It has been fifteen months since the Serbian dinar has been growing more or less continuously, by a total of 4.2% so far. The current exchange rate stands at 118.3 dinars for 1 euro, a drop from 123.07 dinars from only a few months ago.
These days, Serbian media are prone idolizing the strong domestic currency, corroborated by the recent news that one of the global credit rating agencies declared dinar as the “the second best performing currency in the world”.
However, if we dig deep into the report, it actually shows that it is an estimate based on the rate of return on investments in government bonds. It means that even now, when the central banks of European countries are borrowing extremely cheaply in financial markets, while the Germans are borrowing virtually for free, we are still paying high interest rates to financiers.
Like most developed countries, our country also lives on borrowed money, i.e. the money is secured through permanent emission of securities. Some are issued on the period of two, the other on five and some on a ten-year-period and the interest is charged accordingly to the issuance period.
Profit of 8.85%
Last year, in January, Serbia issued two-year bonds in the amount of 5.8 billion dinars, with an interest rate of as much as 4.65% annually. The country failed to sell all bonds at once so, in mid-March of the same year, it offered the remaining bonds on sale.
At that time, 1 euro was worth about 123 dinars, and, in order to buy the entire issued series, the foreign buyer had to exchange change 47.16 million euros for dinars with the National Bank of Serbia (NBS).
Twelve months later, the euro is worth only RSD 118.3, and last year’s buyer has now raised the annual interest rate on these bonds. Now, the buyer has 5.8 billion-dinars worth of bonds in their possession which can easily be sold at a nominal value. In the meantime, the interest rates in Serbian financial market have fallen, so on 20th March this year, Serbia put up for sale a new issue of two-year bonds, this time with an annual yield of only 0.96%. Certainly, last year’s buyer will easily sell the bonds that now yield almost four times higher interest rates.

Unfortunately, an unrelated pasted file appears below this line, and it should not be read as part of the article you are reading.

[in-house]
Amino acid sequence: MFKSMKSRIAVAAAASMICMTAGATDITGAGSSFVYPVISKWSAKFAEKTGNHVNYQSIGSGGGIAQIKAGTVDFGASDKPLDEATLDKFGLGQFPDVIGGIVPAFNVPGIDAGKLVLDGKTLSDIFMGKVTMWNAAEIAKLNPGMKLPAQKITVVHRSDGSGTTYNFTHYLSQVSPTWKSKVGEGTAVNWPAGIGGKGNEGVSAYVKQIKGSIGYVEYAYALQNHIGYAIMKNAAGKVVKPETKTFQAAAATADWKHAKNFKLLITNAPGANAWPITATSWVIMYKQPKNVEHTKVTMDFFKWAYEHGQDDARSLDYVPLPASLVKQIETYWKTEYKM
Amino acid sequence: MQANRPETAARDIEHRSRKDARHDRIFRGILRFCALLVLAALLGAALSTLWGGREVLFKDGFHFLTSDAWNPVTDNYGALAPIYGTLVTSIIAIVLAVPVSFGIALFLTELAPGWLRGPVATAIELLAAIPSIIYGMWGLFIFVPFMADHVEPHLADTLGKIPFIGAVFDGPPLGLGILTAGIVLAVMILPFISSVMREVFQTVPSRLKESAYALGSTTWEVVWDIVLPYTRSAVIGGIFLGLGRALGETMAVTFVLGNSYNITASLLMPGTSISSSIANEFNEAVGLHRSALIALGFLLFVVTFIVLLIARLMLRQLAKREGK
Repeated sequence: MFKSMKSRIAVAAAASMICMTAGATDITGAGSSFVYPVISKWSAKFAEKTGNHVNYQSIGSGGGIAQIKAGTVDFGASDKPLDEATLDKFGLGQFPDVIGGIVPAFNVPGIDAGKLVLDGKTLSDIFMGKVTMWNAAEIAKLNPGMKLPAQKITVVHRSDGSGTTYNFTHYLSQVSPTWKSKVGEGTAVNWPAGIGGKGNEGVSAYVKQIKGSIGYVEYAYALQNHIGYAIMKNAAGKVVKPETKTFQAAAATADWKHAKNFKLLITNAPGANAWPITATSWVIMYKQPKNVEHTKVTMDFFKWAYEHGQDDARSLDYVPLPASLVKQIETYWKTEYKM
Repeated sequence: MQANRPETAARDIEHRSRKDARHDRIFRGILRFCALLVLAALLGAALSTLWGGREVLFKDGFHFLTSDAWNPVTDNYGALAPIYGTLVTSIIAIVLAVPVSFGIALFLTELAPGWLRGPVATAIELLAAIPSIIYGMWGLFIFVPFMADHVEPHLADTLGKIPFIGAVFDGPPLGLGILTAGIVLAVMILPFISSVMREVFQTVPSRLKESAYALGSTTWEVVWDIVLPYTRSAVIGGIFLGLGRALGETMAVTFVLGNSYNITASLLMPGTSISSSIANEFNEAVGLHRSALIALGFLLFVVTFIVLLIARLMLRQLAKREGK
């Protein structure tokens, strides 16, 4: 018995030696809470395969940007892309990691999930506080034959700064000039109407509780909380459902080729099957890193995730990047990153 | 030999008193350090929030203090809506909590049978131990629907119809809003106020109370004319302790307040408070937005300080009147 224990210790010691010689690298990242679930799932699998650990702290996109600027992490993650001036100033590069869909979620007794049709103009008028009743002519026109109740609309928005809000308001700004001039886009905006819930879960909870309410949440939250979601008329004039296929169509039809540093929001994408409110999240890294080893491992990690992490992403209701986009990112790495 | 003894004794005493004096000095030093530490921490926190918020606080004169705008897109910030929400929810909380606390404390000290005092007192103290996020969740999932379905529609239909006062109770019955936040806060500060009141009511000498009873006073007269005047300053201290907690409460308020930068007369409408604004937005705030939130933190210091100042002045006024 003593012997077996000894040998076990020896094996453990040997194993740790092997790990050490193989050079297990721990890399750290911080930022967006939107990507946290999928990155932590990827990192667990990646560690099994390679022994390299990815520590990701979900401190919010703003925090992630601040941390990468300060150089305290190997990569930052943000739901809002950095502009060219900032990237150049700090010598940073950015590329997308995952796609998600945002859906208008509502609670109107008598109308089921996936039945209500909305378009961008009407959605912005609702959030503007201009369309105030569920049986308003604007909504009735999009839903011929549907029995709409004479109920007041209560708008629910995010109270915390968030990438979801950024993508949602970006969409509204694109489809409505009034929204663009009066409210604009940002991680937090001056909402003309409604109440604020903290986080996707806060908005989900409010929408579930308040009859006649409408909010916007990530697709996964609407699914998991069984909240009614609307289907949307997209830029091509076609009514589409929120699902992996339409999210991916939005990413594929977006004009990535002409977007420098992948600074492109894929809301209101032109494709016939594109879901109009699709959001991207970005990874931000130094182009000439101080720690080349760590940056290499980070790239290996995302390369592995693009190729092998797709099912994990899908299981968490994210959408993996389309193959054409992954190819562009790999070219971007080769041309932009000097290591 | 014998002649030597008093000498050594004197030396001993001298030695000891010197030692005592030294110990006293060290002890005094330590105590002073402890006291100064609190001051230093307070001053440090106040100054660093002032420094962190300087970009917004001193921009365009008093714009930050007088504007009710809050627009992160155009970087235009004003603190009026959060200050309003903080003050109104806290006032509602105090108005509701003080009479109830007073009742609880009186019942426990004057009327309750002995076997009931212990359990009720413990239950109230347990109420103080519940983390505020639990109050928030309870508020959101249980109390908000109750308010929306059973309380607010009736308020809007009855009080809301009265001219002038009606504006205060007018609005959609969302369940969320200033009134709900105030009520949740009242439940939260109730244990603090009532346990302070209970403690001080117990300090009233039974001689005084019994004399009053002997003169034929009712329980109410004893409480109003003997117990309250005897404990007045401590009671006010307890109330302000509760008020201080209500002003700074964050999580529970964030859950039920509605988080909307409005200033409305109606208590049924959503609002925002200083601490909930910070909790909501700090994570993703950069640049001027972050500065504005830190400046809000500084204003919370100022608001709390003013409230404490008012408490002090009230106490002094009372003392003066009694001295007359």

Others borrow for free
If the buyer wants to return to trading in euros, he will have to pay the current price / exchange rate, that is, RSD 118.2 for t1 euro. Since last time he got 123 dinars for 1 euro, he is now left with about 237 million dinars of surplus.
As it turns out, apart from the interest of 4.65%, the buyer’s earnings are now also higher by an additional 237 million dinars, i.e. 4.2% of the value of the bonds, with his cumulative profit amounting to 8.85%.
Declining economic activity
Stronger dinar has resulted in a lot of borrowing to Serbia. This, however, is not the only bad consequence of the appreciated dinar.
The Secretary of the Serbian Bank Association, Veroljub Dugalic talks about a decline in lending activity, namely in February, Serbia’s total indebtedness was 1.372 billion dinars, i.e. 1.5 billion less than in January, almost 3 billion dinars below the indebtedness in December last year. Banks are extremely liquid, and they do not have anyone to borrow money to in the Serbian market. This is the typical situation for stagnant economy.
In this situation, we can hardly expect a serious increase in production and gross national income, as Serbia remains at around EUR 5.000 per capita, far from Hungary, Croatia, Romania, Slovakia, and Bulgaria and Montenegro.
The strong dinar changes the situation in the Serbian market too. Many imported products have become very expensive, as clearly seen in the prices of imported footwear and clothing which are noticeably higher than in neighbouring countries.
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